These government shortcomings have become the third problem, contributing to the public security crisis. Due to the absence of reforms between 1990 to date (which led to high degrees of functional autonomy), the Chilean police is experiencing an institutional crisis, reflected in particularly serious cases of corruption and modus operandi that led to massive human rights violations during the social unrest and the repression of members of the Mapuche organizations, including falsification of evidence and murder. As a result, in 2020 the government initiated a reform process for the Carabineros and public security.
Political and institutional incapacity (both prosecutorial and police) in the context of an exacerbated conflict has incentivized the militarization of the conflict: a growing number of attacks committed by armed groups have resulted in a high number of casualties, property damage and increased lethality rates during military policing.
Opinion polls indicate that the security crisis was the factor that most negatively affected the government’s approval rate since it took office in March of 2022 (it fell to between 33% and 37%). Since then, it has been made clear that this was closely linked to the outcome of the constitutional referendum. The population’s rejection of the constitutional proposal on September 4 by 61.8% (as opposed to 38% approval) will have significant consequences for the political and security agenda.
Despite the fact that the constitutional proposal considered the creation of a plurinational state, rejection of the proposal was more common in the southern (69%) and northern (62%) part of the country. In communities with a high concentration of indigenous populations, participation was also high (77%), as were rejection votes (between 67% and 72%). In the border towns with Bolivia and Peru, where most of the irregular entry of migrants, mainly from Venezuela, takes place, rejection reached ranges up to 87% and 93%.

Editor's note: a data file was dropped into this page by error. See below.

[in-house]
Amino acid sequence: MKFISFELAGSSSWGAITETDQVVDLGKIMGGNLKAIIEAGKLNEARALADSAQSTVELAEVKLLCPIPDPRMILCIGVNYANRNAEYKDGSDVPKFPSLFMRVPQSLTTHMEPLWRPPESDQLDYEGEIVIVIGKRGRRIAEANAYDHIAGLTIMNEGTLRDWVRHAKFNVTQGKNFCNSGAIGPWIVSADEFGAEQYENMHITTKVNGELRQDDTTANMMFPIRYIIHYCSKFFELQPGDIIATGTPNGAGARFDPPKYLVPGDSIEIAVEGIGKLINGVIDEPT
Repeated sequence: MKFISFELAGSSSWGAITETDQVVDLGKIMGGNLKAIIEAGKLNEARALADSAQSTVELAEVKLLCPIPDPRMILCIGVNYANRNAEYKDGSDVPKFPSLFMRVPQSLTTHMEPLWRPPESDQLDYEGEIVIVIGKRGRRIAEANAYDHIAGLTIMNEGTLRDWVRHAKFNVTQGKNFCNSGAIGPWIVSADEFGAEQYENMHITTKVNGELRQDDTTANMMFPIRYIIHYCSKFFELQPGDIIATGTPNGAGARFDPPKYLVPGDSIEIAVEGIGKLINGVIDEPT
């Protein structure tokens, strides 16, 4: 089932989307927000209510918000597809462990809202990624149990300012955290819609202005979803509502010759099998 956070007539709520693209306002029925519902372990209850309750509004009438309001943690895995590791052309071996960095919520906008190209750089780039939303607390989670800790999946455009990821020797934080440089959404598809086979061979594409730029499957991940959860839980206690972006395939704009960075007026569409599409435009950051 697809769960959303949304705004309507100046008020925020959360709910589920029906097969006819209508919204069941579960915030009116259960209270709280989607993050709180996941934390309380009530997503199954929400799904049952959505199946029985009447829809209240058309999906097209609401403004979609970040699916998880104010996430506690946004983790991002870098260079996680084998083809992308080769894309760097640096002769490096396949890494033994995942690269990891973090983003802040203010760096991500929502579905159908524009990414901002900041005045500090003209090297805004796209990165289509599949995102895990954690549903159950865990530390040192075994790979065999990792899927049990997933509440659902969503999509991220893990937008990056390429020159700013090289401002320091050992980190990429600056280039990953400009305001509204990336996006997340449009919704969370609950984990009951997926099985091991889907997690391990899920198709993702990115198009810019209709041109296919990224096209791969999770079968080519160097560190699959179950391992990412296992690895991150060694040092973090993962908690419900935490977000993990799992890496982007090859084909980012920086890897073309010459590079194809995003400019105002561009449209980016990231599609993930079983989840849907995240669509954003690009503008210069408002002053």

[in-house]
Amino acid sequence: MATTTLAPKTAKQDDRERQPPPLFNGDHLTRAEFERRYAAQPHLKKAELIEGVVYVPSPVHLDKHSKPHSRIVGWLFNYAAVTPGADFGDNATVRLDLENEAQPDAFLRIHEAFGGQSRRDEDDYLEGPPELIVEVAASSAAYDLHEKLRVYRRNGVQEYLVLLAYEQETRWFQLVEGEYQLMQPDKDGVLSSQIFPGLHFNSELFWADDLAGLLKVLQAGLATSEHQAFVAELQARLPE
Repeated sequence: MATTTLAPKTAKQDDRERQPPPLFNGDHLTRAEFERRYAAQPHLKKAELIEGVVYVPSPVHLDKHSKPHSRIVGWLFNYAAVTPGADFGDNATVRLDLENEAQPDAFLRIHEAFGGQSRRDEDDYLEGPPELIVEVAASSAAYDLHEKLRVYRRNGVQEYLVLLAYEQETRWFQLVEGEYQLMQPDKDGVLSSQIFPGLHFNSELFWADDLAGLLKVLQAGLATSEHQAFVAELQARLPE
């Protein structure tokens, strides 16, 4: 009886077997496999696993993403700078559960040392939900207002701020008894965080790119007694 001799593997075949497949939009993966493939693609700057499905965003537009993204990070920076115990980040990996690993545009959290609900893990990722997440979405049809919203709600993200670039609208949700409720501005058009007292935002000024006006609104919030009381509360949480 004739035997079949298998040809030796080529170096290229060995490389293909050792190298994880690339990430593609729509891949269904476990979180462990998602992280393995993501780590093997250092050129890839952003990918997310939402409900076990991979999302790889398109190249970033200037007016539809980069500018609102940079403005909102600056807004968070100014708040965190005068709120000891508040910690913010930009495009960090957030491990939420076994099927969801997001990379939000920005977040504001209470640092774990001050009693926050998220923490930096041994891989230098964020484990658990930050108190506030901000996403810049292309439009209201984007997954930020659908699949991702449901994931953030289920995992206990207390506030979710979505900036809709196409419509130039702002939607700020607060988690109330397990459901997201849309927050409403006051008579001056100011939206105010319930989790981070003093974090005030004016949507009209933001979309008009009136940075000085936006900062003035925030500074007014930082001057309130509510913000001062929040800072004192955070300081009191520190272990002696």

Opinion polls, such as the outcome of the referendum, indicate an increase in citizen and political demand for greater punitive populism, expressed in an increase in militarization and naturalization of the constitutional exception among other measures, especially in the sectors most affected by the public security crisis, in its urban (large cities in the central region) as well as in its migratory (north of the country) and intercultural (south) areas. This implies a deterioration of the conditions upon which a democratic response to the security crisis rests. Consequently, Chilean democracy finds itself before the challenge of rebuilding the lost legitimacy of political institutions and overcoming the public security crisis through public policies that strengthen human rights, the rule of law and, with them, democratic governance.
Advisor to the Latin American Network of Sustainable and Inclusive Security, professor at the University of Chile, former Undersecretary of Defense (2014-2018) and former International Advisor to President Michelle Bachelet (2006-2010).